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Predicting next crisis needs cross-cultural shift

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The Financial Mirror interviewed econ-physics pioneer and world-renowned Paris-based statistical physicist Jean Philippe Bouchaud, Professor at École Normale Supérieure and founder and chair of Capital Fund Management (CFM)

He was recently in Cyprus for the Hubert Curien lecture at the Cyprus Institute.

How different is quantitative modelling for financial research from AI-learning?

Quantitative modelling is broader than AI learning. AI-learning is one tool among many which have advantages and drawbacks, so AI-learning has brought a lot in recent years in different compartments of quantitative modelling, but I don’t think this is the end of the game; this is just an extra tool which has to come with a lot of warnings because there can be a lot of dangers with using AI-learning without trying to understand what it does.

Are asset managers turning to AI models for projections, or do they employ algorithms to make provisions for future risk?

As I just said, AI models are just one of a set of tools, but clearly, as asset managers are using AI models for both predictions and projections and improving risk predictions, in a sense the AI can be used in all sorts of predictions and future risks is one of the predictions that you have to make when you are dealing with large portfolios, so this is in the toolbox but there many interesting tools that can be used to make quantitative predictions about future risk and correctly deal with the risk of complex portfolios.

Considering the current Ukraine-linked crisis, how ‘easy’ would this have been predicted and how far back? Did fund managers brace for a culmination of the crisis?

So here I am not particularly good, I think, for answering that question because the firm I am working in specialises in statistical methods, so the Ukraine crisis is one of many possible crises, all crises are different, and all crises are the same in a sense, so I think that it’s difficult to pinpoint exactly what is meant by predicted.

So, if one means are all models made to sustain what can happen in situations, the Ukraine crises being one of them, Covid being another one, 2008 being another one, and so on, I would say it is the goal of statistical methods to protect portfolios against such crises in general.

If one wants to try and understand a particular type of crisis, in particular the Ukraine one, I think we have to move to different kinds of models and, in particular, the kind of models that I’ve described during my lecture at the Cyprus Institute (CyI) in Nicosia which is using agent-based models.

I think agent-based models can be used to understand some kinds of crises, especially if they are used as scenario generators and read and interpreted with many different profiles around the table, trying to understand if the hypotheses are reasonable and if the outcome of these agent-based model makes sense.

So, I am thinking here, historians, philosophers and not only people from finance.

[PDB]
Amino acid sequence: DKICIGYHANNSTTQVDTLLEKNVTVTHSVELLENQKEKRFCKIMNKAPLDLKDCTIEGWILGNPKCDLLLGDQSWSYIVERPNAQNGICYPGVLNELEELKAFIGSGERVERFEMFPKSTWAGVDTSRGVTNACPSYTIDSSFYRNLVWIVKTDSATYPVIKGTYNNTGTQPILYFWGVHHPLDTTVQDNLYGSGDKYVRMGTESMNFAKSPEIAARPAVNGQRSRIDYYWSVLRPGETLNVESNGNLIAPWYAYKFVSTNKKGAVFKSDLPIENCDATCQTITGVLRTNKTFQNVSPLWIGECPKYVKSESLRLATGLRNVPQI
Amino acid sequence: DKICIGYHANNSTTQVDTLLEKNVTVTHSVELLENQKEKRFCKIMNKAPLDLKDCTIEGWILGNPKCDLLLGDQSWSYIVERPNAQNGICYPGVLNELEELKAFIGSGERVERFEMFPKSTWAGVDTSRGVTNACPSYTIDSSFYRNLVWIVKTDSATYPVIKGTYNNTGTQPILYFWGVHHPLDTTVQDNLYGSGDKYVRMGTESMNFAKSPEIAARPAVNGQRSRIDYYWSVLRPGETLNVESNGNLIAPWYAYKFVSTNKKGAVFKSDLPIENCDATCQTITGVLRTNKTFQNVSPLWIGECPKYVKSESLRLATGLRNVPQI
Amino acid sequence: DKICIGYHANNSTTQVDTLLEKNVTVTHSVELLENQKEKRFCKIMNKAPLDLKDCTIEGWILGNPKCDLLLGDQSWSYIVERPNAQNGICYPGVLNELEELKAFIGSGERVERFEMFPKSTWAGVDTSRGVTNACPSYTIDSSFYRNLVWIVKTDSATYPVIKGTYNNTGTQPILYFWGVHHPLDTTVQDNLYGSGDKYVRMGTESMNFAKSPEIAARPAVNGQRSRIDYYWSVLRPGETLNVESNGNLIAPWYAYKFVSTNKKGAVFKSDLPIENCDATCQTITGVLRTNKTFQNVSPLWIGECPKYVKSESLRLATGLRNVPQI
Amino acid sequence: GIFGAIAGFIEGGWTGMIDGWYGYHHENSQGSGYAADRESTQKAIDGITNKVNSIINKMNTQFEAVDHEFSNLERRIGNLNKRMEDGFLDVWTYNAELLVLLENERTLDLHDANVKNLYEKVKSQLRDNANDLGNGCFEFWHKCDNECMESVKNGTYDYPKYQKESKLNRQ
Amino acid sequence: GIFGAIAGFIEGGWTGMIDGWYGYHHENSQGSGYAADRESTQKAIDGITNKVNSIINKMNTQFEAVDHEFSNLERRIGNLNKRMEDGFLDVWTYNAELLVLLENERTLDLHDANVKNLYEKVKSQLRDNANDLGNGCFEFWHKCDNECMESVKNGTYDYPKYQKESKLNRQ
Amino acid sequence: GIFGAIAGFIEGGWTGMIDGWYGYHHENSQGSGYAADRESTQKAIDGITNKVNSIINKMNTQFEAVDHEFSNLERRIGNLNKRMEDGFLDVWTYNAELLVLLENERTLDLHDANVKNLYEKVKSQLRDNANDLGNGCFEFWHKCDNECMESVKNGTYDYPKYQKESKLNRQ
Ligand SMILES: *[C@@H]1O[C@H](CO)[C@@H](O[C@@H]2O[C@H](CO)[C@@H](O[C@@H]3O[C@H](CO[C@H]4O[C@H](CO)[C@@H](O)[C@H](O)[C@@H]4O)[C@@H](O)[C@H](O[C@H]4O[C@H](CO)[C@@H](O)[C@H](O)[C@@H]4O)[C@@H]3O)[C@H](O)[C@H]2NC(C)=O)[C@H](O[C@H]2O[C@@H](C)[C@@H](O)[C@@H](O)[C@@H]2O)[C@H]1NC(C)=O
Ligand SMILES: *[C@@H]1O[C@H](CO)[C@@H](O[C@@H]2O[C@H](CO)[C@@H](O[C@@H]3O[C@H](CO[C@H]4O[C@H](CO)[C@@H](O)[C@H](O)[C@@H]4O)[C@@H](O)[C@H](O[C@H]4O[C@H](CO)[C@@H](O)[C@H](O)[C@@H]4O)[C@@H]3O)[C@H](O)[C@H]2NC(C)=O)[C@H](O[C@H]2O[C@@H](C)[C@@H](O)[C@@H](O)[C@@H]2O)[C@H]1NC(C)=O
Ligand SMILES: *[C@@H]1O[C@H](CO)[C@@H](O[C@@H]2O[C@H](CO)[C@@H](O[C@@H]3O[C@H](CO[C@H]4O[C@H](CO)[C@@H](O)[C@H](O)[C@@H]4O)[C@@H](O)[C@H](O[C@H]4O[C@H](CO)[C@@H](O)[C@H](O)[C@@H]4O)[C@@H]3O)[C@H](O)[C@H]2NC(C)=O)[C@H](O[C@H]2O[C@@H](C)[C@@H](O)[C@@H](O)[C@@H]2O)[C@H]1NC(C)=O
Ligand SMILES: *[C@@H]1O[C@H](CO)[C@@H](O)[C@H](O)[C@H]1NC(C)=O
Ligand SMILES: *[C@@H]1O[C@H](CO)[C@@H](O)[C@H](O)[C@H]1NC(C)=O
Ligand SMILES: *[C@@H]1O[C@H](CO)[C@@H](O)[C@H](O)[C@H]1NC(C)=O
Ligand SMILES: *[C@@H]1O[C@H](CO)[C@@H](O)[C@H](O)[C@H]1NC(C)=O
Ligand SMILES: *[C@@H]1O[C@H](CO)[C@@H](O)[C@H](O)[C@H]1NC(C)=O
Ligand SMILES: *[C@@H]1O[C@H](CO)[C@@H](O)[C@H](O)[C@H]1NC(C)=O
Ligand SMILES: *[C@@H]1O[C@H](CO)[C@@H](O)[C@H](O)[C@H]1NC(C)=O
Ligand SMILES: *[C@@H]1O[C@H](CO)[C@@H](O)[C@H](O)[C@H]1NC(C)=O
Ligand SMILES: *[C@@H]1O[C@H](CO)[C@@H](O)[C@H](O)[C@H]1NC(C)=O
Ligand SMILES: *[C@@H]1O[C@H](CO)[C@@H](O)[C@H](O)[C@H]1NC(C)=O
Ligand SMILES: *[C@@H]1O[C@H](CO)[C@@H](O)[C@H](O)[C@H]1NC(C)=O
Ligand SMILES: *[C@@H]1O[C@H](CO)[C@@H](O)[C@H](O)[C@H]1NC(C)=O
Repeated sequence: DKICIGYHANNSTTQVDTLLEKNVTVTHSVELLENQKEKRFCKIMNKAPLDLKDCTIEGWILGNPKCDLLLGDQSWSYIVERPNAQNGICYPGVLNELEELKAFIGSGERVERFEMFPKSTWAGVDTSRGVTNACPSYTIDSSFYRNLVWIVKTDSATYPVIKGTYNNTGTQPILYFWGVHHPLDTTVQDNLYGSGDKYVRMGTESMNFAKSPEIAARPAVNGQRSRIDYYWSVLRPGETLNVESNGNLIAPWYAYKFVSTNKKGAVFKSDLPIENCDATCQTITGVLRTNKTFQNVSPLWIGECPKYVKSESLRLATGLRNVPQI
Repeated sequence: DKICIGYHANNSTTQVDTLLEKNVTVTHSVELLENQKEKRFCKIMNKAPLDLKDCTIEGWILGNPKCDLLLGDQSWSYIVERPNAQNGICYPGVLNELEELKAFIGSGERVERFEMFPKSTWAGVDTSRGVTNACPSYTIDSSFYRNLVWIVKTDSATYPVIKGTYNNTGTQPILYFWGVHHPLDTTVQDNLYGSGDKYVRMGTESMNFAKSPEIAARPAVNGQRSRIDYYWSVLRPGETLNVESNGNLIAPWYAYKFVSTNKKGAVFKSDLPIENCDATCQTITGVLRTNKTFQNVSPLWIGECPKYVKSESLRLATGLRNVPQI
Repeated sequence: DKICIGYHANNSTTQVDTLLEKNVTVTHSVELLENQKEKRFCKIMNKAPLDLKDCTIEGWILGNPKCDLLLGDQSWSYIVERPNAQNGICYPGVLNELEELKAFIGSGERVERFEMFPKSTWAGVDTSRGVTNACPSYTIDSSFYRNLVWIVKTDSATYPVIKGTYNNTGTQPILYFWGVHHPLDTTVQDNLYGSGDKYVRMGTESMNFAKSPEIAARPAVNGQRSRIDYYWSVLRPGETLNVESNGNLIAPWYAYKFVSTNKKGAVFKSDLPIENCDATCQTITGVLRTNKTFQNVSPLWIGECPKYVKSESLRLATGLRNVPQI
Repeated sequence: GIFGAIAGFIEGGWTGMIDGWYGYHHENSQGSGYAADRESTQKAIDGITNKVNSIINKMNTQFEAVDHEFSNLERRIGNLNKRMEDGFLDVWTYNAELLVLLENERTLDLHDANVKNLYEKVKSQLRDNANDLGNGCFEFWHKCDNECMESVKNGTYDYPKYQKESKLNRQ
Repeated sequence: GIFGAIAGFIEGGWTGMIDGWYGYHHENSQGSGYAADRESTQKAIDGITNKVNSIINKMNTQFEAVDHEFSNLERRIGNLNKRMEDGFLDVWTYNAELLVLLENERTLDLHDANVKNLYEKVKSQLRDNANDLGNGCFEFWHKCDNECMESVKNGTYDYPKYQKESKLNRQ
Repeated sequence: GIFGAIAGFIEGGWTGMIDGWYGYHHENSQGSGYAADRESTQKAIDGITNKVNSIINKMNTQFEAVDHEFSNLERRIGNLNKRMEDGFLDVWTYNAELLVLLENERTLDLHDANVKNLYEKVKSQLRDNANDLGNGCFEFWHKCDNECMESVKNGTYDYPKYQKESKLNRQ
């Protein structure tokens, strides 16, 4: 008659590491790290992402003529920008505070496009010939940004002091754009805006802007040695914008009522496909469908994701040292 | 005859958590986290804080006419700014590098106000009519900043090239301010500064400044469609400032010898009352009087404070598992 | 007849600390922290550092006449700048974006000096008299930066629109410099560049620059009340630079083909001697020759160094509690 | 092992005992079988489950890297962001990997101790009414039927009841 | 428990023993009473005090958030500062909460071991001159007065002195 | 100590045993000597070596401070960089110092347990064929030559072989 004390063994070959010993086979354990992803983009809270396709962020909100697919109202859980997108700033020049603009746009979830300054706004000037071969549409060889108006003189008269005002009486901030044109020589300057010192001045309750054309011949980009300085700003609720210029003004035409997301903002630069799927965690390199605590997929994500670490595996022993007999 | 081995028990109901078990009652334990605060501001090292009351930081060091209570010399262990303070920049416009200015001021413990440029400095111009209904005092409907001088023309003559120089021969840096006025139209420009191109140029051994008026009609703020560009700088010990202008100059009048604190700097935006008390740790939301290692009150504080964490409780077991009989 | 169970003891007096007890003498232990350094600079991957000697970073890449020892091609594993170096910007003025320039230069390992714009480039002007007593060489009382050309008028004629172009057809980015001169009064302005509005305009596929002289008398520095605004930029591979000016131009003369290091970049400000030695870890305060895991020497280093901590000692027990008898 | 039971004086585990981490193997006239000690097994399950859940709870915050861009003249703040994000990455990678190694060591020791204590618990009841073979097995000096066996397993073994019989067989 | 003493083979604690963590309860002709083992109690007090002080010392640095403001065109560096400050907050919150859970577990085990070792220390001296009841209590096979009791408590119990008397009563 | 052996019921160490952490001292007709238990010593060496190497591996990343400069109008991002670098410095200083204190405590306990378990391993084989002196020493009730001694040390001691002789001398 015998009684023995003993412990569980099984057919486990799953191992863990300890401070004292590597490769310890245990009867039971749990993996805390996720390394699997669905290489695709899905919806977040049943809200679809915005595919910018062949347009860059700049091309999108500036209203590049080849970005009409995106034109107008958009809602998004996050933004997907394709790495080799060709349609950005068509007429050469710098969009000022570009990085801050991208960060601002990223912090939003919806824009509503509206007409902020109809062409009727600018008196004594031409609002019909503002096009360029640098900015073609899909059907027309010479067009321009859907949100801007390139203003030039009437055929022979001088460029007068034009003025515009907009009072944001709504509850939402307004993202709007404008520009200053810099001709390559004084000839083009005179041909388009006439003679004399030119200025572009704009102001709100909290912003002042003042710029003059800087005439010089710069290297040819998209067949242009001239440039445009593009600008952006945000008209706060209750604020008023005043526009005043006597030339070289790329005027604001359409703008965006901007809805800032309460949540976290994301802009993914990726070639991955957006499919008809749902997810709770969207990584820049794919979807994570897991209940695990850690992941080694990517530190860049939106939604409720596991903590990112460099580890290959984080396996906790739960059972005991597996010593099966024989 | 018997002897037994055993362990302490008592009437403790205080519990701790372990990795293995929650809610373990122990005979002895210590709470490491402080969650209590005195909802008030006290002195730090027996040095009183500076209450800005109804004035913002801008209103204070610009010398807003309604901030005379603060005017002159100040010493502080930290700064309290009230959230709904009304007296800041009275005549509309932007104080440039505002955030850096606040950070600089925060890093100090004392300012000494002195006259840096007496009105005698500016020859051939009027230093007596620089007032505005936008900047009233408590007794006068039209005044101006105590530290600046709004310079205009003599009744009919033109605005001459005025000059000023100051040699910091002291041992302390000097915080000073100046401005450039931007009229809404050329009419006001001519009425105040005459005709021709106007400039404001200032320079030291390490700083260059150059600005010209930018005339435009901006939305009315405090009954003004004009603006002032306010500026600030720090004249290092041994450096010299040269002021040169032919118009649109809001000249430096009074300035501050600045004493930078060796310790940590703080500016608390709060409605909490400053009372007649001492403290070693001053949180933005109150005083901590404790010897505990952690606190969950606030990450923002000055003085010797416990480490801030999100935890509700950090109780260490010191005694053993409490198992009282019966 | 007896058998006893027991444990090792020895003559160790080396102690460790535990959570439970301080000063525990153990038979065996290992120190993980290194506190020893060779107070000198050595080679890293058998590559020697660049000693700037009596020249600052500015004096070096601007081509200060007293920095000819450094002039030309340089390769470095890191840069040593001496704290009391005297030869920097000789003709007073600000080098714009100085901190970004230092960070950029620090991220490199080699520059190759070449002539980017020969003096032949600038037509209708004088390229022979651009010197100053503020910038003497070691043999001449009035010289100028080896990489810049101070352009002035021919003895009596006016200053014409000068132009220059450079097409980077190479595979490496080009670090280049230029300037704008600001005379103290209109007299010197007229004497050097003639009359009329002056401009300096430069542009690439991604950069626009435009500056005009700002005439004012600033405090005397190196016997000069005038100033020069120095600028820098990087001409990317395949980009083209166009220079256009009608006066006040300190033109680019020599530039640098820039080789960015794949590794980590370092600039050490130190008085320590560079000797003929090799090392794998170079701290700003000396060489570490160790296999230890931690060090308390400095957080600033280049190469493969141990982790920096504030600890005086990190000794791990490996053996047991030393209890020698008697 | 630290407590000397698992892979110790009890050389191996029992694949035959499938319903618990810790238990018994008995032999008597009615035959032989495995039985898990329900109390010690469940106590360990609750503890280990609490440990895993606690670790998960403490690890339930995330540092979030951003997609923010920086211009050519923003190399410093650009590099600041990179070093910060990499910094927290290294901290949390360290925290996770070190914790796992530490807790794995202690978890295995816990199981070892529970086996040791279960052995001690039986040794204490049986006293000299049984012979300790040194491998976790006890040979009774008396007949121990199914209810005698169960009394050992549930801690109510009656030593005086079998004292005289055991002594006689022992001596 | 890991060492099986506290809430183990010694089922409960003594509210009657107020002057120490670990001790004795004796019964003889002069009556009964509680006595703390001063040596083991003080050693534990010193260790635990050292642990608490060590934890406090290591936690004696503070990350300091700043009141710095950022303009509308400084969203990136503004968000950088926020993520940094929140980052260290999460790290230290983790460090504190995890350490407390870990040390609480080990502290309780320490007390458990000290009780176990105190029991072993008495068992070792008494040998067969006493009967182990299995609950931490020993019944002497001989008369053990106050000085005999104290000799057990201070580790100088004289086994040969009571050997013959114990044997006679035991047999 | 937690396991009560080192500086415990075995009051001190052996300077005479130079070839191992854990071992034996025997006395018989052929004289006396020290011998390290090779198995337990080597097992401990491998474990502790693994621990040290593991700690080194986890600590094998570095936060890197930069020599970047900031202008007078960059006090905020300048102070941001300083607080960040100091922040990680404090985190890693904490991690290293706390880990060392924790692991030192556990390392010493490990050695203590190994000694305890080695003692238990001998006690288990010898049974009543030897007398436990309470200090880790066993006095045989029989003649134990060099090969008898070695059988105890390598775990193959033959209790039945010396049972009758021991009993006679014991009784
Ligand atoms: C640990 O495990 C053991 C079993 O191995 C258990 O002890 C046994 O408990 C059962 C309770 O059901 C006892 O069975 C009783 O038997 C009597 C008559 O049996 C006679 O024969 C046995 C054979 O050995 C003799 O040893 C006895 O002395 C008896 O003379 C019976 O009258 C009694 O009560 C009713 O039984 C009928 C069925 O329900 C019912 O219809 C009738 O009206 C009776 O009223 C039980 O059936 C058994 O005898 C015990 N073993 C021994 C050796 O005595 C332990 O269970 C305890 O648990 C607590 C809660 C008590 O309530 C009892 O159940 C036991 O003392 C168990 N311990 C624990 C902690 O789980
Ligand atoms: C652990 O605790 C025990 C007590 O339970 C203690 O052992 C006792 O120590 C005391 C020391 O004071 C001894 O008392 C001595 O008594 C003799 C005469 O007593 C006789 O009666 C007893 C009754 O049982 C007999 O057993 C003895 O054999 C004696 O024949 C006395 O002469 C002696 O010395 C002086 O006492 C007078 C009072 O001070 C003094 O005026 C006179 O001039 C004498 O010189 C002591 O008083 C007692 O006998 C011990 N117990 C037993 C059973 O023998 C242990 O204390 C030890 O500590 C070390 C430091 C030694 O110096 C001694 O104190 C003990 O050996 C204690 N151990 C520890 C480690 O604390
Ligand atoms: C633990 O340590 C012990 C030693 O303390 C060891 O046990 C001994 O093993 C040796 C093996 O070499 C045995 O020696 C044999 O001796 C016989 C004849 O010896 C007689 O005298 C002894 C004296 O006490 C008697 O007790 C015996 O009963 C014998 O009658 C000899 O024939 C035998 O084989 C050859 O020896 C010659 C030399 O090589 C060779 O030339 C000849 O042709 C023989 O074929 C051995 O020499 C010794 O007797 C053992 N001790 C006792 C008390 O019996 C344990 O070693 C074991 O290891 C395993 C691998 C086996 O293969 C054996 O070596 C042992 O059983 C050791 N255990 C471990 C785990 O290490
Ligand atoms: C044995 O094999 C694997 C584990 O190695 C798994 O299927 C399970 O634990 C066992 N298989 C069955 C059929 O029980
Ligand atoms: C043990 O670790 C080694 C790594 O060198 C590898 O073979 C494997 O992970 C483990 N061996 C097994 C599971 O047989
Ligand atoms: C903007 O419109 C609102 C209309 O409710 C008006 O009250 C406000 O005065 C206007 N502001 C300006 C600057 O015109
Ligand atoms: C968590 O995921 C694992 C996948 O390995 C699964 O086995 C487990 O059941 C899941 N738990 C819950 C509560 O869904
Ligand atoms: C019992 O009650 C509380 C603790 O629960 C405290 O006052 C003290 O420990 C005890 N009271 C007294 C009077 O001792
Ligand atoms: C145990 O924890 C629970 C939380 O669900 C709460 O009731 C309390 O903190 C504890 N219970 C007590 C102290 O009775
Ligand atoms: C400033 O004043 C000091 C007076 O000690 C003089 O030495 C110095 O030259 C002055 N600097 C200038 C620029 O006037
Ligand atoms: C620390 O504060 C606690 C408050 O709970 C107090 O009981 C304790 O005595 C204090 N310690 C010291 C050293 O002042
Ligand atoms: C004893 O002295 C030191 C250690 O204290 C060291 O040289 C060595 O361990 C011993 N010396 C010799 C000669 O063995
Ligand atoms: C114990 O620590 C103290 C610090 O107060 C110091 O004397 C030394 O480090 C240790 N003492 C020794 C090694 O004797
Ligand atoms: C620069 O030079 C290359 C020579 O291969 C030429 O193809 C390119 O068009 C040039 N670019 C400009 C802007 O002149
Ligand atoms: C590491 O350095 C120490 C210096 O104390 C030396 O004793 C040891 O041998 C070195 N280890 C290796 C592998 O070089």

Do we need a new economic model to tackle the current situation and climate change?

I think we need new economic models again related to all these feedback loops and interactions related to the economic world, climate and geopolitical situations, and geopolitical tensions. So the end game is it’s possible is to have a model way where you can account for all these things interacting together.

This will be a long term research effort, and I don’t think it will come out very soon. But, still, there is clearly something to be done to try to link together all these factors, especially the long ones and try to put them into the computer simulation that makes an unknown factor more visible, and if we don’t have the tools to foresee them as I have indicated during my lecture at the Cyprus Institute in Nicosia, that agent-based models and models, in general, are there to open our eyes and see things that we wouldn’t see without the models. So hence, it’s a kind of catalyst imagination that we need to foresee crises.

So, one of the main challenges, for now, I agree, is Climate Change. But, I think it’s totally feasible to integrate as much as possible climate change models with microeconomic models, and this, I think, is the first thing to be done.

Going to geopolitical risks is going to require, yes, not a set of knowledge and skills, and here again, I am repeating what we said earlier, we need all sorts of different cultures to sit around the table or work together in the lab and come up to what is needed to answer these questions.

I often speak of the Los Alamos project for the atomic bomb for World War II, where scientists of different cultures came together and worked on the same project.

I think that to create an economic model that would really be a generation-full model in a sense that is much beyond the ones we have at our disposal now, we really need a worldwide global effort and put scientists of different cultures and origins in the same lab for a year or two or maybe more and come up with solutions.